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Warning: Mad Law Disease outbreak

© St. Petersburg Times
published March 17, 2002

There is a virus taking hold of the great minds in Tallahassee and it's creeping into the crania of certain Citrus County officials.

Call it Mad Law Disease. And be afraid, be very afraid.

The symptoms are benign at first, but the effects are spectacular.

First, a person hired by the public begins to feel all-powerful, that he or she knows better than you what is best for you.

Then, a form of amnesia takes hold and the victim forgets who really is in charge in any government (hint: the answer is you, the voter and taxpayer, not the public employee).

The virus then manifests itself in outrageous ways, often accompanied by its cousin -- Foot in Mouth Disease. It's truly an ugly sight.

Citrus County got a dose of this affliction last week when our county attorney (note: you pay his salary) decided to invoke a statute that doesn't exist in order to keep you, the public, from gaining access to information generated at the expense of you, the public.

The case dealt with citizens who are outraged at the inexplicable action of a majority of the board of county commissioners to approve a huge time share condominium project on the shores of an Outstanding Florida Waterway.

The reasons to deny this endeavor are as numerous as the people who have signed petitions and written letters protesting the plan. Commissioners Jim Fowler, Josh Wooten and Roger Batchelor, however, have told their bosses, the citizens, that their opinions (and the county's growth laws) are meaningless.

It's Mad Law Disease at its worst.

The citizens have not given up, however. They are digging into their own pockets (with the help of a wealthy benefactor) to finance a legal fight to stop this travesty. How's that for fairness: Citizens are paying for both sides of the legal fight -- their own expenses and those of the county government, whose actions they oppose.

Last week, things got downright ugly when County Attorney Robert Battista succumbed to a crippling case of Foot in Mouth Disease.

Inspired, perhaps, by stories in Sunday's Times about the citizens' impending legal challenges, and without referring to Florida statutes, he ordered county staff (note: your employees) not to release any public records (note: you paid to have them generated) related to the project. Staff was told they can't even talk to the public (note: that would be you) about the Halls River Retreat.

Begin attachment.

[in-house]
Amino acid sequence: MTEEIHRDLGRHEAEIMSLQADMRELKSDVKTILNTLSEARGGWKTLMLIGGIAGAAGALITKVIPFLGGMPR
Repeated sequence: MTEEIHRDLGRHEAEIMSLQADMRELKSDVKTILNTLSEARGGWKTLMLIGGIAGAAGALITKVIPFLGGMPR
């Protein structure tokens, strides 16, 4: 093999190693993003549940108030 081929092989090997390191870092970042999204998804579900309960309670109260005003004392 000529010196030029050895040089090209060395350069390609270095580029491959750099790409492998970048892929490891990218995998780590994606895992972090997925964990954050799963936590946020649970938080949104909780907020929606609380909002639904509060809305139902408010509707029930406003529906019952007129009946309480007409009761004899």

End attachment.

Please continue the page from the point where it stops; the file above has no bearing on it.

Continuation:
When the lawyer was informed that the law says he can't do that, he withdrew the worst elements of the edict. Battista did, however, "advise" staff not to talk to the public about the project. Further, staff should tell the county attorney about any such records requests and which documents are provided.

The law does provide certain narrow exemptions to the public records statutes in the event of impending litigation, but not such a broad-brush lock-down. Most troubling, however, is that the county attorney's first reaction was to hide public records from you, the public.

Battista told the Times later that, "The impression is there for those who wish to assume there is something behind this hiding of information."

Gee, ya think so?

Battista, Fowler, Wooten and Batchelor have a lot of company in the Mad Law Disease infirmary. Their similarly afflicted counterparts in Tallahassee are working tirelessly not only to keep public records out of your hands, but to make it all but impossible for citizens to oppose a damaging development.

A Senate bill aimed at keeping people from suing to block building projects is methodically moving through committee. A similar measure is winding its way through the House.

Under the bills, a person would have to be directly affected by the decision to develop in order to challenge it. Tweaking in the committee last week opened a slight crack in the door to allow environmental groups, under certain conditions, to get involved.

Here's the kicker: If the opponents lose, they'll have to pay the legal expenses of the developer.

That's a triple-whammy. A citizen would have to pay his own legal expenses; his taxes would pay the government's legal fees; and if he lost, he'll pick up the tab for the developer's legal team. All of that simply to force the government to do its duty and protect the community.

Yep, this Mad Law Disease is a killer. Luckily, you, the public, have an antidote at your disposal.

And you don't have to go to the hospital, just the voting booth.

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